The day after the fire, Marshall Sterling, a retired police deputy, was surveying the damage at City Hall, which was gutted by the Great Fire of 1866, with only some exterior walls remaining. The building housed the county jail in the basement.
Portland’s new City Hall was gutted by the fire that ripped through a third of the metropolitan area in the summer of 1866. To his astonishment, retired police deputy Marshall Sterling the next day discovered an inmate in City Hall’s jail who had survived the conflagration, a man who “was not even scorched.” Photo by John P. Soule
At around 10 a.m., Sterling was shocked to hear a faint cry from beneath the rubble, as he thought all of the prisoners had been freed before the fire reached City Hall.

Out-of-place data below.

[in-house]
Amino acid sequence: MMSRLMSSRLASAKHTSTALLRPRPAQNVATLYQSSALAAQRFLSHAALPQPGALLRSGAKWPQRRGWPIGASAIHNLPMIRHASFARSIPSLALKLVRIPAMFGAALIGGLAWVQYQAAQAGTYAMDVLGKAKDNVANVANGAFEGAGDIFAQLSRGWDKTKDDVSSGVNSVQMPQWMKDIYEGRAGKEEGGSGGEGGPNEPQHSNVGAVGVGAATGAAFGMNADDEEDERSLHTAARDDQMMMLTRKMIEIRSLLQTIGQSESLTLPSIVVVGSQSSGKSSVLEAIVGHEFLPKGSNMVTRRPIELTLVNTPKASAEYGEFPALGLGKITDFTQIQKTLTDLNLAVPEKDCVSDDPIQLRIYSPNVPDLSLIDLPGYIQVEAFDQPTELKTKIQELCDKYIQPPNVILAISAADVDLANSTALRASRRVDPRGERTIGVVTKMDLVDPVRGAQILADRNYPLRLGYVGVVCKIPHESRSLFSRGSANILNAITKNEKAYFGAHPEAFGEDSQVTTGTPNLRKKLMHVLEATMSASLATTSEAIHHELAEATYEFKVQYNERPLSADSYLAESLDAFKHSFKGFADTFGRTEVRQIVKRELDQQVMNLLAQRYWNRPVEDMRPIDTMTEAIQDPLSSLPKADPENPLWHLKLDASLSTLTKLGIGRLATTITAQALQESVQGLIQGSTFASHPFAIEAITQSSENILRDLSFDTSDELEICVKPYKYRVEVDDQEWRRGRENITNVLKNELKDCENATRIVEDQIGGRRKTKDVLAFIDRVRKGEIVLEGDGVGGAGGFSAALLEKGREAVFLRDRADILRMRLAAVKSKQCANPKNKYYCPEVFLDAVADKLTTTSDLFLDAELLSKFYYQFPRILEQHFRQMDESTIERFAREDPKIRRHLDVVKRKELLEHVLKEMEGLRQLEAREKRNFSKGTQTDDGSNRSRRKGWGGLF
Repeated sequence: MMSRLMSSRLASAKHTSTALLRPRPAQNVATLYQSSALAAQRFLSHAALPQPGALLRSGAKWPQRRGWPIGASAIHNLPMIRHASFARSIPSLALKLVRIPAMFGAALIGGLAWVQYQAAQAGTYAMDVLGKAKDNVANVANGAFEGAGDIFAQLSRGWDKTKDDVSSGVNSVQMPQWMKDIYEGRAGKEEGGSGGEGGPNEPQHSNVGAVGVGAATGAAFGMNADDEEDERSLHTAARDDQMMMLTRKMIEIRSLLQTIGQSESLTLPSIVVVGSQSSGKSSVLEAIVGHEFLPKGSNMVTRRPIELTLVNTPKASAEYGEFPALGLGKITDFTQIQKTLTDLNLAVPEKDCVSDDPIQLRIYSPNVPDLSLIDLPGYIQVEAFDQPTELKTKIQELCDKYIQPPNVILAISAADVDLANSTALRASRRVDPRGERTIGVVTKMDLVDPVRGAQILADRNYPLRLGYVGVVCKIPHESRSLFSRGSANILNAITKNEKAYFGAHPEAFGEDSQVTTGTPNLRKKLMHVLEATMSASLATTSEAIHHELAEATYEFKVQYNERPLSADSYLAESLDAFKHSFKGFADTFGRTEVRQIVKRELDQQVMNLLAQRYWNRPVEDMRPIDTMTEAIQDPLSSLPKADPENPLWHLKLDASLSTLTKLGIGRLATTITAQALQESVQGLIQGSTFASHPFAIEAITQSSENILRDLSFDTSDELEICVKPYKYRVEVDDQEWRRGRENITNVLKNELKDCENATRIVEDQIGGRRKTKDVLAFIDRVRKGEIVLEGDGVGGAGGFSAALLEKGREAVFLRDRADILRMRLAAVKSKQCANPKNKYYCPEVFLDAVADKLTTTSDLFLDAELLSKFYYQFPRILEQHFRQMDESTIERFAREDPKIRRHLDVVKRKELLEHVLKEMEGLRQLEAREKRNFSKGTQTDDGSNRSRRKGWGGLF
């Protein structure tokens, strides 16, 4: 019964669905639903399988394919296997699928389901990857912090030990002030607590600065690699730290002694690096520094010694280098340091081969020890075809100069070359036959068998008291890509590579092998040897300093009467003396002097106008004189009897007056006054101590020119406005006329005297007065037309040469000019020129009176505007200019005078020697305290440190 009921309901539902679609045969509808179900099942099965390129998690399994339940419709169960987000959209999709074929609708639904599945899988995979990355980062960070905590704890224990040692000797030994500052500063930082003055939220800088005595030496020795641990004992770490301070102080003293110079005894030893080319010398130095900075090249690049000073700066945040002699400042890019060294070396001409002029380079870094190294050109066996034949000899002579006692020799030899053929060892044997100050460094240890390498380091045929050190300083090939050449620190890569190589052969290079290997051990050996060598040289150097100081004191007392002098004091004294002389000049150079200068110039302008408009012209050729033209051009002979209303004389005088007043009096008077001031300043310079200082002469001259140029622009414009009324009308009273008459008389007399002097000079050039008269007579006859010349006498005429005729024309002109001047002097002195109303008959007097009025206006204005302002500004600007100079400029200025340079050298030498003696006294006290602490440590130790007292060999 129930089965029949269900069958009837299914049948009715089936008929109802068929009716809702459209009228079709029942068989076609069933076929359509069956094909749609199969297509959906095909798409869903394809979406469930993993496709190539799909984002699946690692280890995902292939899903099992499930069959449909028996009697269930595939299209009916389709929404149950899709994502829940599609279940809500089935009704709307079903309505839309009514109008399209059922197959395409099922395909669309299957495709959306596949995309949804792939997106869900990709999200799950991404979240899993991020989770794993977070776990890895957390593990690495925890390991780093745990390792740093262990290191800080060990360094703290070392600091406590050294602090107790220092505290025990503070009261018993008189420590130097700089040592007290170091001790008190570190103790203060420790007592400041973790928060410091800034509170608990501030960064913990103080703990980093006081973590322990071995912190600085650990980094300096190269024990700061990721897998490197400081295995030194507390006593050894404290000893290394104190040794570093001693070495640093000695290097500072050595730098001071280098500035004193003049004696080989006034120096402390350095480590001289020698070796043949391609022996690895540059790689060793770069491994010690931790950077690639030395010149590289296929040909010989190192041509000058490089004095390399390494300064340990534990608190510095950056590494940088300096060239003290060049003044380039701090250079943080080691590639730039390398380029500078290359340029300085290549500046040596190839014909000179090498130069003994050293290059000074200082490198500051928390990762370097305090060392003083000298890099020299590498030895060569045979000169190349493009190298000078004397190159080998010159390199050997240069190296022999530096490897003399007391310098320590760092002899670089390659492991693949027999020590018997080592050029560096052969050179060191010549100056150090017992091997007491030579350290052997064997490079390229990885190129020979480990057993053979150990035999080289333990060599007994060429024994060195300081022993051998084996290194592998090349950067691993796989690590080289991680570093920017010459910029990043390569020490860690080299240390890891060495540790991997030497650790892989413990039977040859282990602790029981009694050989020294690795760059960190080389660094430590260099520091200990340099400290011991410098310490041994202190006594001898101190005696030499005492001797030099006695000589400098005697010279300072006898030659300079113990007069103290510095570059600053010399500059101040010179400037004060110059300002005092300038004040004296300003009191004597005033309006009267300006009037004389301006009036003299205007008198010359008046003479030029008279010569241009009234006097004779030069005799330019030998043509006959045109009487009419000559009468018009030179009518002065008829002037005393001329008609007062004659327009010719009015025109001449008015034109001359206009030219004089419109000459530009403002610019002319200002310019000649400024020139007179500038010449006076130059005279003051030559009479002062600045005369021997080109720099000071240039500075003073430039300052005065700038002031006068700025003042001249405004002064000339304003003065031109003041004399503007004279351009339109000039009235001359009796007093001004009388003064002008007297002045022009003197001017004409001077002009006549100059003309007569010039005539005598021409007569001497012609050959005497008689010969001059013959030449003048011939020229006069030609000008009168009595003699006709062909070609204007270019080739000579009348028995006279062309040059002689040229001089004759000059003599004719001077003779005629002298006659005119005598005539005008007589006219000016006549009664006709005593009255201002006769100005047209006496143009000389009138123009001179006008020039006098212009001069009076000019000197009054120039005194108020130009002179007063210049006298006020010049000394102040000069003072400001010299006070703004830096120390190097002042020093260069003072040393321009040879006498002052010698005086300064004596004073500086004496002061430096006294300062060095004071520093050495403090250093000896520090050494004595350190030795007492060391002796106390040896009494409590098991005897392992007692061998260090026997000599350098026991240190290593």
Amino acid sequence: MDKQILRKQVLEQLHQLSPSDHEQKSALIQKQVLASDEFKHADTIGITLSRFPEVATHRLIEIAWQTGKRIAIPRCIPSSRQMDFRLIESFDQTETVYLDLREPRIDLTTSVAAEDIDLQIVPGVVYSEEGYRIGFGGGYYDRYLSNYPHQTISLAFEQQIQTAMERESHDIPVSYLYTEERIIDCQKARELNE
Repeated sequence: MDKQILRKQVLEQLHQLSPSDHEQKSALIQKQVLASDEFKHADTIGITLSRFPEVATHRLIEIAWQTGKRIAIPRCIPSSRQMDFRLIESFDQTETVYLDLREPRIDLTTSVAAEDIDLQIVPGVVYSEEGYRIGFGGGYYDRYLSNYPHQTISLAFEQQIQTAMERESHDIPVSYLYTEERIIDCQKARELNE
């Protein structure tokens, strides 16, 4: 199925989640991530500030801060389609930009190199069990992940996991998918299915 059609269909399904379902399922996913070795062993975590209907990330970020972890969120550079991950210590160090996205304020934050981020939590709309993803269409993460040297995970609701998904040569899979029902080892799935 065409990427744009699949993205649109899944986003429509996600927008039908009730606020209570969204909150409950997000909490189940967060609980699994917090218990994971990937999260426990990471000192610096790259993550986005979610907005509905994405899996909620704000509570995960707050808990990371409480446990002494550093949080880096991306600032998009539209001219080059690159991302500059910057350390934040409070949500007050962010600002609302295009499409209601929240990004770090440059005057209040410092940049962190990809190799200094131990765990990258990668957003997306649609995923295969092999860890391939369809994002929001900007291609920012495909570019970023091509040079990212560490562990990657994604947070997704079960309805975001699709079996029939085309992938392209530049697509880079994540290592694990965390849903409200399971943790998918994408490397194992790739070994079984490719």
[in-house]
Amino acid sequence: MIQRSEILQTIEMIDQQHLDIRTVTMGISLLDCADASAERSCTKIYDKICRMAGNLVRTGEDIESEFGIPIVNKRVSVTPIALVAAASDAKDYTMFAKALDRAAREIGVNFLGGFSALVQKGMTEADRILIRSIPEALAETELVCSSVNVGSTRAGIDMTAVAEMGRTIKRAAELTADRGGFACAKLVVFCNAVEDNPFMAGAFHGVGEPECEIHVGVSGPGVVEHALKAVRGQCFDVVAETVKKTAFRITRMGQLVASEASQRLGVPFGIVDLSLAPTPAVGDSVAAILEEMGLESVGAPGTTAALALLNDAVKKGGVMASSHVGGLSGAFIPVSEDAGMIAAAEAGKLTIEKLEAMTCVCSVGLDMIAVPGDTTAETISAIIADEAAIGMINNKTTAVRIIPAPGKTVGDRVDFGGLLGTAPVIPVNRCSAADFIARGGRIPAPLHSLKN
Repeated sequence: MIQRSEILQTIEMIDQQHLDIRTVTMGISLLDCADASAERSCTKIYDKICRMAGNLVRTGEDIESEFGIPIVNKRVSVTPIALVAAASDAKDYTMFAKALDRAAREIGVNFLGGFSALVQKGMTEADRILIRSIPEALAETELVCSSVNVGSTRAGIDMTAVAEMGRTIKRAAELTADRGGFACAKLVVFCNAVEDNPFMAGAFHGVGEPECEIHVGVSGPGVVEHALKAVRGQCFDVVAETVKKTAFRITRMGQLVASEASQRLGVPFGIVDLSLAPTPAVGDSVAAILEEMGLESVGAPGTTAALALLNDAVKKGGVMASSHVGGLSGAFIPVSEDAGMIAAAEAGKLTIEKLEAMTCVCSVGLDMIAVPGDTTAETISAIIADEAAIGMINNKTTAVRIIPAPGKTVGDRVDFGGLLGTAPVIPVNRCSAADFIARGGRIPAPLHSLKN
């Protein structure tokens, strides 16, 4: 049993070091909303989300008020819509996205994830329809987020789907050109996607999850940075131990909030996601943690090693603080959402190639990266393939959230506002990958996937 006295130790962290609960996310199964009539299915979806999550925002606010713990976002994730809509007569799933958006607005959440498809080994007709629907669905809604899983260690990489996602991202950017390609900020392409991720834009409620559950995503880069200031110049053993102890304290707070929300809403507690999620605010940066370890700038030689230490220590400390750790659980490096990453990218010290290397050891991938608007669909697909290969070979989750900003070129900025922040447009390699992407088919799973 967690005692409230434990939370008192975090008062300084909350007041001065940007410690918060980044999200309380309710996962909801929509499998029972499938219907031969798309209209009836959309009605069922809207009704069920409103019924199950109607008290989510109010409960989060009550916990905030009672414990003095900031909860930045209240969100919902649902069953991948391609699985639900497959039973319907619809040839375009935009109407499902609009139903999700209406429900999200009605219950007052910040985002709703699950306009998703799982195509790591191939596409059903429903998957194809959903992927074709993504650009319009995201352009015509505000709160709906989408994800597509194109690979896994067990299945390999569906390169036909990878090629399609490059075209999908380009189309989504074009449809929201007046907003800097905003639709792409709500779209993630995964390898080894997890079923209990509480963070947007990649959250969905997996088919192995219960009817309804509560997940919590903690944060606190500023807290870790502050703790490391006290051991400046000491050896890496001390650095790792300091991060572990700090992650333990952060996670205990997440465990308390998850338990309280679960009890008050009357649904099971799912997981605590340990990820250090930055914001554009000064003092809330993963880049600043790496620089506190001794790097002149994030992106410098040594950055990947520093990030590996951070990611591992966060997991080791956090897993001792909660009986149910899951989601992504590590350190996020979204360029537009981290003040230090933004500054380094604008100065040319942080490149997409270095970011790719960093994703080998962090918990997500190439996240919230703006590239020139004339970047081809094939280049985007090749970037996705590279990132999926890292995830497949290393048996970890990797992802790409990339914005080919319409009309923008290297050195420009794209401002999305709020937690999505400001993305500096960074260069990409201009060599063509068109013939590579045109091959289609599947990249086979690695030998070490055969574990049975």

He would describe his discovery 30 years later:
“I crawled over the piles of brick into the cell room and found a man in cell 15. He had been forgotten when the cells were unlocked and had stayed where he was while the building burned over and around him. The cell was on the west side of the room and he got air, the high wind blowing into the room through an open window. The cell room, then, as now, was partly finished in wood laid on brick and iron. The door to the patrolmen’s room and that to the yard had been burned out, and the woodwork in the east corridor of the cell room had been burned, but the man was not even scorched, thanks to that open window, the high wind, and the fact that he was on the west side instead of the east.”
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